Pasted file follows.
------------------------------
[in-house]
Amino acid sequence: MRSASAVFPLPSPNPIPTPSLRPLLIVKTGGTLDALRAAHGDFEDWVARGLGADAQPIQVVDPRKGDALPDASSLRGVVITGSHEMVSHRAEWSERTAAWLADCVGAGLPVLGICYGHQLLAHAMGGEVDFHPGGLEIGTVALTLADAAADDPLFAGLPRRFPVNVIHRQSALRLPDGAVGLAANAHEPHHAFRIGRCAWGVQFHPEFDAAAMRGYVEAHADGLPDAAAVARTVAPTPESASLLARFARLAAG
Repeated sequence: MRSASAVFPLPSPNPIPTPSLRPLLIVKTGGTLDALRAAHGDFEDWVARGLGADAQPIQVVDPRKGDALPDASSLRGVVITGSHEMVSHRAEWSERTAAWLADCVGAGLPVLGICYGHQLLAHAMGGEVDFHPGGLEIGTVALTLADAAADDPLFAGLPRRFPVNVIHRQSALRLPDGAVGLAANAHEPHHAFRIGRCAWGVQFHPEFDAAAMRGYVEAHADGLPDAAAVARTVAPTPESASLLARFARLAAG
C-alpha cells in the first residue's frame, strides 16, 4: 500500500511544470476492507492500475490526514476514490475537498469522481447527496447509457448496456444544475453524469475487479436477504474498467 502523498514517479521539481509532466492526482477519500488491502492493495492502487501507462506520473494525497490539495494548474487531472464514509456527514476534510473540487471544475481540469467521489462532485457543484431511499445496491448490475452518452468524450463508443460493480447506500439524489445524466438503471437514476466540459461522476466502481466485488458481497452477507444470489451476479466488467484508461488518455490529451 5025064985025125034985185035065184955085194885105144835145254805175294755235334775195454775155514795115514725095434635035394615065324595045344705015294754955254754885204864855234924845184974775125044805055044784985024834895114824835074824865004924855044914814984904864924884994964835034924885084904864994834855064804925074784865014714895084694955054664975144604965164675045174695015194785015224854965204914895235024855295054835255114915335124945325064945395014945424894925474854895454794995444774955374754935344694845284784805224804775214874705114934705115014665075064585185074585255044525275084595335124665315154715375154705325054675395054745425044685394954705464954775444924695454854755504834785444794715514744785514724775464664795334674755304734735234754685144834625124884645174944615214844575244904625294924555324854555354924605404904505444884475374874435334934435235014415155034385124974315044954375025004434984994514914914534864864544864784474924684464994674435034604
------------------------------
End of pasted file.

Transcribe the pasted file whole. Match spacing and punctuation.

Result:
[in-house]
Amino acid sequence: MRSASAVFPLPSPNPIPTPSLRPLLIVKTGGTLDALRAAHGDFEDWVARGLGADAQPIQVVDPRKGDALPDASSLRGVVITGSHEMVSHRAEWSERTAAWLADCVGAGLPVLGICYGHQLLAHAMGGEVDFHPGGLEIGTVALTLADAAADDPLFAGLPRRFPVNVIHRQSALRLPDGAVGLAANAHEPHHAFRIGRCAWGVQFHPEFDAAAMRGYVEAHADGLPDAAAVARTVAPTPESASLLARFARLAAG
Repeated sequence: MRSASAVFPLPSPNPIPTPSLRPLLIVKTGGTLDALRAAHGDFEDWVARGLGADAQPIQVVDPRKGDALPDASSLRGVVITGSHEMVSHRAEWSERTAAWLADCVGAGLPVLGICYGHQLLAHAMGGEVDFHPGGLEIGTVALTLADAAADDPLFAGLPRRFPVNVIHRQSALRLPDGAVGLAANAHEPHHAFRIGRCAWGVQFHPEFDAAAMRGYVEAHADGLPDAAAVARTVAPTPESASLLARFARLAAG
C-alpha cells in the first residue's frame, strides 16, 4: 500500500511544470476492507492500475490526514476514490475537498469522481447527496447509457448496456444544475453524469475487479436477504474498467 502523498514517479521539481509532466492526482477519500488491502492493495492502487501507462506520473494525497490539495494548474487531472464514509456527514476534510473540487471544475481540469467521489462532485457543484431511499445496491448490475452518452468524450463508443460493480447506500439524489445524466438503471437514476466540459461522476466502481466485488458481497452477507444470489451476479466488467484508461488518455490529451 5025064985025125034985185035065184955085194885105144835145254805175294755235334775195454775155514795115514725095434635035394615065324595045344705015294754955254754885204864855234924845184974775125044805055044784985024834895114824835074824865004924855044914814984904864924884994964835034924885084904864994834855064804925074784865014714895084694955054664975144604965164675045174695015194785015224854965204914895235024855295054835255114915335124945325064945395014945424894925474854895454794995444774955374754935344694845284784805224804775214874705114934705115014665075064585185074585255044525275084595335124665315154715375154705325054675395054745425044685394954705464954775444924695454854755504834785444794715514744785514724775464664795334674755304734735234754685144834625124884645174944615214844575244904625294924555324854555354924605404904505444884475374874435334934435235014415155034385124974315044954375025004434984994514914914534864864544864784474924684464994674435034604